‘Spider-Man: Homecoming’ Having A Biracial Love Interest For Peter Is Monumental

Posted in Articles, Arts, Communications/Media Studies, Latino Studies, Media Archive, United States on 2017-07-08 16:29Z by Steven

‘Spider-Man: Homecoming’ Having A Biracial Love Interest For Peter Is Monumental

Bustle
2017-07-07

Olivia Truffaut-Wonga


Sony Pictures Releasing

Spider-Man: Homecoming isn’t just bringing Spider-Man back into the Marvel Cinematic Universe — it’s bringing diversity with it. Not only is a huge chunk of the movie’s supporting cast not white, but Homecoming provides the MCU with the universe’s first prominent women of color, Liz (Laura Harrier) and Michelle (Zendaya). Moreover, with Liz, Spider-Man: Homecoming introduces Marvel’s first biracial love interest. Yes, for the first time in the entire MCU, the white hero is involved in an interracial relationship, and this could not be more important when it comes to the representation of women of color on-screen.

You see, Homecoming marks the first MCU film with two prominent female characters of color and two prominent biracial characters. This distinction might sound unimportant, but to the many biracial fans out there, it actually means a lot, because it expands diversity in the MCU beyond easily defined ethnic boxes. In big studio movies, biracial characters are rare, and tend to appear only when being biracial is a part of the story. For the most part, major films stick to easily defined ethnic categories — black, white, Asian, Latinx, etc. The fact that Homecoming has two biracial female supporting characters and doesn’t make their race part of their storyline is monumental, not just for Marvel, but for Hollywood overall…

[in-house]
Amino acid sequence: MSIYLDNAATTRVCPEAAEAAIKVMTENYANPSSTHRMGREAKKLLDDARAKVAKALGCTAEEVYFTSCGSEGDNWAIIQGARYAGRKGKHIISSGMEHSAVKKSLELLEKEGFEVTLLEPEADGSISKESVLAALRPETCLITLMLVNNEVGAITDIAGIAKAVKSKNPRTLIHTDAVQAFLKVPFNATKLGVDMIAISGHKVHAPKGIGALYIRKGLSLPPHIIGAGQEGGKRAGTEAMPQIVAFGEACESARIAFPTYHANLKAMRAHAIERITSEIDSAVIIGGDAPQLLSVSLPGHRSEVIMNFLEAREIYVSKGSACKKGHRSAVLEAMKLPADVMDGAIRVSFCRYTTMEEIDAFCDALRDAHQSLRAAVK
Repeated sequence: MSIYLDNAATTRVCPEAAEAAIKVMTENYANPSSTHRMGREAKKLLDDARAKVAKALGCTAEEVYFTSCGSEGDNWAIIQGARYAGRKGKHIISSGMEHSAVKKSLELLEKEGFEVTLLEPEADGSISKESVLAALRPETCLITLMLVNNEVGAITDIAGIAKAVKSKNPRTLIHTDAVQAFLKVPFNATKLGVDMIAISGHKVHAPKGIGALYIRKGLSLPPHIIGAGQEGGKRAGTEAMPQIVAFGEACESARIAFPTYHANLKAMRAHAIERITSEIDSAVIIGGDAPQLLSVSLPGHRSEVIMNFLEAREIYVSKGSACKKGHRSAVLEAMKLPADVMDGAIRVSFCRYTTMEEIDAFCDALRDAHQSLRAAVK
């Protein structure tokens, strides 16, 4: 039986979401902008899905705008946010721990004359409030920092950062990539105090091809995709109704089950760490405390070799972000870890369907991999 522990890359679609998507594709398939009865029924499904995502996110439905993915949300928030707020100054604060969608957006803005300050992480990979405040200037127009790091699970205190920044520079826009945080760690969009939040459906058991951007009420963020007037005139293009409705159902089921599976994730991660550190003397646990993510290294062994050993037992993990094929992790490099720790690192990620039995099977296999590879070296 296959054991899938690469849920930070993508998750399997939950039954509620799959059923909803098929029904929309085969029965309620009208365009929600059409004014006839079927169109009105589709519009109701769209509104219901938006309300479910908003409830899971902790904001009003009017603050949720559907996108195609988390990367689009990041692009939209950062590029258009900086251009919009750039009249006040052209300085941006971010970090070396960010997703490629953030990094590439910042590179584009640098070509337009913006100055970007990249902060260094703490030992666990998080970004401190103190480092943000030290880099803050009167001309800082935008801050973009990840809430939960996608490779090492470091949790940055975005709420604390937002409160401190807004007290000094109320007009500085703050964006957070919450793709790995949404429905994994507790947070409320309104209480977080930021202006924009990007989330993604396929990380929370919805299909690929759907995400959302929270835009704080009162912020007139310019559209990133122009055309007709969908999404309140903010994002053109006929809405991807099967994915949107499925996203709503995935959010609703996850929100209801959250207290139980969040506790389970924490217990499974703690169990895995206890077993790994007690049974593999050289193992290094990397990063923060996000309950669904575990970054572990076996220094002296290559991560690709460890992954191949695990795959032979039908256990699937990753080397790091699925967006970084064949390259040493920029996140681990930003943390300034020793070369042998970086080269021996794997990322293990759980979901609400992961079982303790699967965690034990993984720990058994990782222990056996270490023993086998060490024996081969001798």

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I’m A Mixed-Race Woman But Everyone Thinks I’m White — Which Hurts My Pride But Gives Me Privilege

Posted in Articles, Autobiography, Latino Studies, Media Archive, Papers/Presentations, United States on 2017-02-12 21:29Z by Steven

I’m A Mixed-Race Woman But Everyone Thinks I’m White — Which Hurts My Pride But Gives Me Privilege

Bustle
2017-02-07

Danielle Campoamor


Source: Courtesy of Danielle Campoamor

“We can’t help you here,” was all the receptionist would tell me. I was 20 years old, living in Plainview, Texas, and trying to see a doctor — I was a week post-op from an invasive knee surgery, and my knee was red, swollen, painful, and starting to smell. I knew I needed to see a physician soon.

“Spell your last name for me again,” the receptionist asked. “C-A-M-P-O-A-M-O-R. Campoamor. You have my medical records,” I replied.

“I’m sorry, but we just can’t accommodate you,” was all the woman could manage to say.

“Look. I have insurance.”

“Oh,” she replied. “I’m sorry. I just assumed. Well, we can see you in an hour.”

“No, thanks.”

The woman — who couldn’t see me but identified my last name as Hispanic — assumed I didn’t have insurance. I knew it, she knew it, and in light of her racist assumption, I decided I would rather go to a hospital than sit in a comfortable doctor’s office. I waited, on crutches, for two hours at a local emergency room.